A smoky cosy smell

On a daily basis, my social media is filled with photos of autumn which are very normal considering this time of the year and also photos of one of the fruits of the season: conkers. Only last week I learned this word (never knew how was it called in English) and I was thrilled with happiness for finally know how to say it. With a little research I found odd not be able to find any recipes with them I though maybe cooking them is more of a Portuguese tradition instead of a worldwide one. It was annoying me soo bad how a simple recipe wasn’t online so people could enjoy eating conkers instead of just leave them around the house.

When I realised conker was a toxic species and you’re not supposed to eat them I just wanted to bang my head against a wall. How could I be so stupid?! How could I not think there were more than one species?? After all the banging, I learned another word: chestnut. They’re called chestnuts. Conkers are chestnuts but it specifies a species also know as Horse Chestnut because they were toxic to the horses so ended up having this name and conker was the name of a children’s game with the nuts of the horse chestnut tree which gave another name to the tree. Chestnut being such a meaningful name is better to specify what I usually eat this season are sweet chestnuts a species mostly growing in southern Europe including Portugal, Spain, France, Italy, Greece and Turkey.

Once I changed the name “conkers” with “chestnuts” my searched made a lot more sense. I was pleased to see a simple roasted chestnuts recipes all over Pinterest. I am an unconditional lover of this bad boys and I dream of the day my mother come home with a bag full of them.

Every time my mom decides to roast some chestnuts for a late afternoon snack, the smell in the kitchen brings up so many memories of my childhood and an amazing autumnal feeling. Just by thinking about it, my mouth starts to watering. Also, is really common to find them around the city – especially in busy places – being roasted which give an autumnal and cosy smell to the city. I’m starving right now I need to buy more ASAP.

img_0297Ingredients:

Chestnuts

Sea salt

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Instructions:
1.You need to start by cutting them horizontally or vertically just enough to cut through the skin – this is the hard part so be careful with yours fingers, no need to be eating chestnuts with less than 10 fingers.

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2.Grab a big pan and cover the bottom with sea salt. Put in all the chestnuts inside and cover them turn on in medium-high heat.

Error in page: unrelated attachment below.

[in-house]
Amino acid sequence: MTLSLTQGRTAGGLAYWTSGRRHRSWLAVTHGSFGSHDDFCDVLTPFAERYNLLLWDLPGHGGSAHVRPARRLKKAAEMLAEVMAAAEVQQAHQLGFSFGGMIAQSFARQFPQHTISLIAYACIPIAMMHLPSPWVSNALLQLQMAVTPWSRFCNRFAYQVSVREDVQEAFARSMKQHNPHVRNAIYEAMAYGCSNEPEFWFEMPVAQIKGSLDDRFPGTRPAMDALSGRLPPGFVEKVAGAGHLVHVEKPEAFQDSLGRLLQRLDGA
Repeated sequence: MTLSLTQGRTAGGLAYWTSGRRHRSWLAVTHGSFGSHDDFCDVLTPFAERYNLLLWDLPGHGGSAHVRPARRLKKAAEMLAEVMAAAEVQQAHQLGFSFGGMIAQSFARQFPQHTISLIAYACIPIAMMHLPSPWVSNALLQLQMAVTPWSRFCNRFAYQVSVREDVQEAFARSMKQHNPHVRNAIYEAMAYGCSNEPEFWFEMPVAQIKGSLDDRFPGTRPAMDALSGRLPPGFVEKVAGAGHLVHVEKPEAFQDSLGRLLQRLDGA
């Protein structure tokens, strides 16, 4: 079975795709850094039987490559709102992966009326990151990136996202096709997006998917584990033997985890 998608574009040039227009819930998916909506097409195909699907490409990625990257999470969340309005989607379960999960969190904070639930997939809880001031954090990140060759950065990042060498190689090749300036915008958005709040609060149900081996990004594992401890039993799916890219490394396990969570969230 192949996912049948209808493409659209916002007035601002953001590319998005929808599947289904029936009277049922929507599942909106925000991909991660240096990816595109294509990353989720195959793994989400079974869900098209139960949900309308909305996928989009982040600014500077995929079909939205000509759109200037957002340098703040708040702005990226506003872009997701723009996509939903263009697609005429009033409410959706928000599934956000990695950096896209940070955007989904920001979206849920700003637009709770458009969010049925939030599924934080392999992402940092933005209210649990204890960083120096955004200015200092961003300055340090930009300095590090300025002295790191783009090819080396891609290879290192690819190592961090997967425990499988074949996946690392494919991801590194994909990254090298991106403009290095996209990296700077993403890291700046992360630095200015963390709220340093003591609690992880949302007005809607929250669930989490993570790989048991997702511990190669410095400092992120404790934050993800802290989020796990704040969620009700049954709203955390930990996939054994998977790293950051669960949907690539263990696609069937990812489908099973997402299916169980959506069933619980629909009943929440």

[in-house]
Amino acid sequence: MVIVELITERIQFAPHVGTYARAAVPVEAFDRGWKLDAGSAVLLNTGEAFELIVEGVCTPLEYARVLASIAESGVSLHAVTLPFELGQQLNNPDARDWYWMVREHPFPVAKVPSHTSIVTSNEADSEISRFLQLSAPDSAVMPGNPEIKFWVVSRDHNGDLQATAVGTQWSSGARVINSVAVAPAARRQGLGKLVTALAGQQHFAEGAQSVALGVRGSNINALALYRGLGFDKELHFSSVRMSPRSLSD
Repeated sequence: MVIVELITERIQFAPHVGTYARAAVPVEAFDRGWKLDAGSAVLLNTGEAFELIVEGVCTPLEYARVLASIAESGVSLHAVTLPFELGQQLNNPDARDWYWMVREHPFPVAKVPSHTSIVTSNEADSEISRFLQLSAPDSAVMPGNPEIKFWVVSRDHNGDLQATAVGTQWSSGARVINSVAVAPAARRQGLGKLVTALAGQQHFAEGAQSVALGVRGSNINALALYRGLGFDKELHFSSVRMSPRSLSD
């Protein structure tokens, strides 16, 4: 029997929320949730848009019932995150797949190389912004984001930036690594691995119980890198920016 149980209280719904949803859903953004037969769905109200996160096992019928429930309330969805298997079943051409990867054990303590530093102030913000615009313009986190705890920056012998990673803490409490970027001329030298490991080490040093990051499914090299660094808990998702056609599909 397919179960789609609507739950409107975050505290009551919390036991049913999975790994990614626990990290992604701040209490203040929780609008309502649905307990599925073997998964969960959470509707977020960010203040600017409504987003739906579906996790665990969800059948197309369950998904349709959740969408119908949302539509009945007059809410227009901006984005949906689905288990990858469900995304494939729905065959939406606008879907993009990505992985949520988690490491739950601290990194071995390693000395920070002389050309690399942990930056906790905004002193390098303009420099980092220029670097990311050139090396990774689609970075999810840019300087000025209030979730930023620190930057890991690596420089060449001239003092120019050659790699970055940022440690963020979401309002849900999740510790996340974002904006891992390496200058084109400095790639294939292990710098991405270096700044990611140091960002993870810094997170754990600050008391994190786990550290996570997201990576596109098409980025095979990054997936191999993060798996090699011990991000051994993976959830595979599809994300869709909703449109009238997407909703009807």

3.From time to time give it a little shake so they can cook evenly. Be aware they can burn easily so try not to forget them. It will take a while before they are cooked and easy peeling.

4.Be a truly home cook and when you think they are done take one a try it – I love doing this because the cooker always gets to eat first before hitting the table. When they are done put them on a plate or a bowl and take off the majority of the sea salt – if hey get too much of it attached. Eat while warm because is hard to peel them off when cold.

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Trick. If there are leftovers peel all of them and freeze them afterwards you can use in others recipe such as in oven with a good piece of pork and a homemade sauce – is to die for.

Note. I still need to test my theory better but I think the hard chestnuts to peel off the skin means they are from last year or even later so the fresher’s ones basically fall off the skin.


We all know the older people have old beliefs and stories not always true some of them are so strange that make me laugh and other are so cute and interesting I want to believe in them as well. My grandmother told me when we eat a Chestnut for the first time every year we should make a wish, unfortunately, this year I was too late for that, only knew this after eating a few of them. Well, I was late this season but I will keep in mind for the next one. In fact, I don’t believe in just wishing for something and that it will come true but there is no harm in creating a “new tradition” around chestnuts – more stories to tell to my grandsons.

Back a bit to how I started this post, all my messy idea of conker and chestnut made me remember a story back when I was 8 years old – maybe – and my grandfather gave to me 3 conkers and told they were not supposed to be eaten and that I should keep them to keep bugs again and so I did. After 12 years I still have them stored in a jewellery box and let me tell you there’s never been a bug inside – or outside – of that box and the conkers… are good as new!

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